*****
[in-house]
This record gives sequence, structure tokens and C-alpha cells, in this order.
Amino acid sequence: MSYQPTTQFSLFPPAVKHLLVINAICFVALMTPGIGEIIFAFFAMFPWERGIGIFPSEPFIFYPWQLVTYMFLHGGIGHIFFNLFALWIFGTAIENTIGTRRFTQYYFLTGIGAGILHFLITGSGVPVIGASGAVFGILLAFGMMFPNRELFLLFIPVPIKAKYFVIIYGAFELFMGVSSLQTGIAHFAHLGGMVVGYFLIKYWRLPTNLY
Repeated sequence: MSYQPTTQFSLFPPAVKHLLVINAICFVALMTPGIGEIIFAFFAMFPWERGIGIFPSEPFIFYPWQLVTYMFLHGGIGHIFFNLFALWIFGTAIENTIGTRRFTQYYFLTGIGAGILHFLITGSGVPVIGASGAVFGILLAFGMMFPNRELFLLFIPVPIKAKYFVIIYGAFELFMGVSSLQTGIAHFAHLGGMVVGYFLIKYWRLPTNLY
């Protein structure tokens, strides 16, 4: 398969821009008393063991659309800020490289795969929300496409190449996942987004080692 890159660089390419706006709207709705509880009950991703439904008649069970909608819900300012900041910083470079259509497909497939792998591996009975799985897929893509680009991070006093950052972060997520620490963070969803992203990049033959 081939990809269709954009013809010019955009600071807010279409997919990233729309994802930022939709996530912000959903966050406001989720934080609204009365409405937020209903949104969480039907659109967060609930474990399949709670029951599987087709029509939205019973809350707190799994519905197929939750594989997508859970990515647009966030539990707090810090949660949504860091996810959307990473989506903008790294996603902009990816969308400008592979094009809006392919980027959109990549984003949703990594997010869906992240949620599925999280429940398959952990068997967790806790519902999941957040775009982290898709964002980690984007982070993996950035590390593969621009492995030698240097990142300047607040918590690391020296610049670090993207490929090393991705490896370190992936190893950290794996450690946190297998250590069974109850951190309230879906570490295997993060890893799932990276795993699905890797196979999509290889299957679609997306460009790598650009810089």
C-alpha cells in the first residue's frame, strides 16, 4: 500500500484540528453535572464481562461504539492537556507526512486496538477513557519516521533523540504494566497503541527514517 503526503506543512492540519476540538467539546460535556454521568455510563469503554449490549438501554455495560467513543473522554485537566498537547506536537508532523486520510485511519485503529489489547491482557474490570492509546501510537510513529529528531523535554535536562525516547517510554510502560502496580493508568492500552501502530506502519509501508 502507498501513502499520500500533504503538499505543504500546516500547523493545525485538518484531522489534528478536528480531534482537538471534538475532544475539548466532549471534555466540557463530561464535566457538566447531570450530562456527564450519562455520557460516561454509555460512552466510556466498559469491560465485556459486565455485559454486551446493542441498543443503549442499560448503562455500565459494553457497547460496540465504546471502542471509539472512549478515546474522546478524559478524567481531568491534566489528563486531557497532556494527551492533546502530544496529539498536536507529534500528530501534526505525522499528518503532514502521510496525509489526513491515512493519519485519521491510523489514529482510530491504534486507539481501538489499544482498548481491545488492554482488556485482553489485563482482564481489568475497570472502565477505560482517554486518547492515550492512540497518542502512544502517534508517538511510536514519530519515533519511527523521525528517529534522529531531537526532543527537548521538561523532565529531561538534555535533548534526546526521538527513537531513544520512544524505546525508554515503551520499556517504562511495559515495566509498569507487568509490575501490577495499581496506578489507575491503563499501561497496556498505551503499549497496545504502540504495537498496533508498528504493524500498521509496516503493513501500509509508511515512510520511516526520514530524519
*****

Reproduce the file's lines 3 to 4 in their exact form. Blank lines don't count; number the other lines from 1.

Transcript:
Amino acid sequence: MSYQPTTQFSLFPPAVKHLLVINAICFVALMTPGIGEIIFAFFAMFPWERGIGIFPSEPFIFYPWQLVTYMFLHGGIGHIFFNLFALWIFGTAIENTIGTRRFTQYYFLTGIGAGILHFLITGSGVPVIGASGAVFGILLAFGMMFPNRELFLLFIPVPIKAKYFVIIYGAFELFMGVSSLQTGIAHFAHLGGMVVGYFLIKYWRLPTNLY
Repeated sequence: MSYQPTTQFSLFPPAVKHLLVINAICFVALMTPGIGEIIFAFFAMFPWERGIGIFPSEPFIFYPWQLVTYMFLHGGIGHIFFNLFALWIFGTAIENTIGTRRFTQYYFLTGIGAGILHFLITGSGVPVIGASGAVFGILLAFGMMFPNRELFLLFIPVPIKAKYFVIIYGAFELFMGVSSLQTGIAHFAHLGGMVVGYFLIKYWRLPTNLY